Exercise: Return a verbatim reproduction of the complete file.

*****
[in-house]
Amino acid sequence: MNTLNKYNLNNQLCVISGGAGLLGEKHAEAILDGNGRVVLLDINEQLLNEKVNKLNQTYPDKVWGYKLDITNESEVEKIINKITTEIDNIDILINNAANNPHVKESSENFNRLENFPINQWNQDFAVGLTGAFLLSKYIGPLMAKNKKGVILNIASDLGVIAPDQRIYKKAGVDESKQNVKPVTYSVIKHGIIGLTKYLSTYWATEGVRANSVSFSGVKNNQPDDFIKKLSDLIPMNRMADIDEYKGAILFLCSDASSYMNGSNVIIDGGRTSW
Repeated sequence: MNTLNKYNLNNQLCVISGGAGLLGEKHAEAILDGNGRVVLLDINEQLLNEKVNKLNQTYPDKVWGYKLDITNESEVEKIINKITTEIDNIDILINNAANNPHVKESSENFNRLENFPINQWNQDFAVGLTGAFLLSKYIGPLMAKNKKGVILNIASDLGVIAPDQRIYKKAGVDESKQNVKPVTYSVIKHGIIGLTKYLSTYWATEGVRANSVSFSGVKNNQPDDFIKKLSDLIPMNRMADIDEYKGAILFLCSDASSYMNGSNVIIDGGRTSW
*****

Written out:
[in-house]
Amino acid sequence: MNTLNKYNLNNQLCVISGGAGLLGEKHAEAILDGNGRVVLLDINEQLLNEKVNKLNQTYPDKVWGYKLDITNESEVEKIINKITTEIDNIDILINNAANNPHVKESSENFNRLENFPINQWNQDFAVGLTGAFLLSKYIGPLMAKNKKGVILNIASDLGVIAPDQRIYKKAGVDESKQNVKPVTYSVIKHGIIGLTKYLSTYWATEGVRANSVSFSGVKNNQPDDFIKKLSDLIPMNRMADIDEYKGAILFLCSDASSYMNGSNVIIDGGRTSW
Repeated sequence: MNTLNKYNLNNQLCVISGGAGLLGEKHAEAILDGNGRVVLLDINEQLLNEKVNKLNQTYPDKVWGYKLDITNESEVEKIINKITTEIDNIDILINNAANNPHVKESSENFNRLENFPINQWNQDFAVGLTGAFLLSKYIGPLMAKNKKGVILNIASDLGVIAPDQRIYKKAGVDESKQNVKPVTYSVIKHGIIGLTKYLSTYWATEGVRANSVSFSGVKNNQPDDFIKKLSDLIPMNRMADIDEYKGAILFLCSDASSYMNGSNVIIDGGRTSW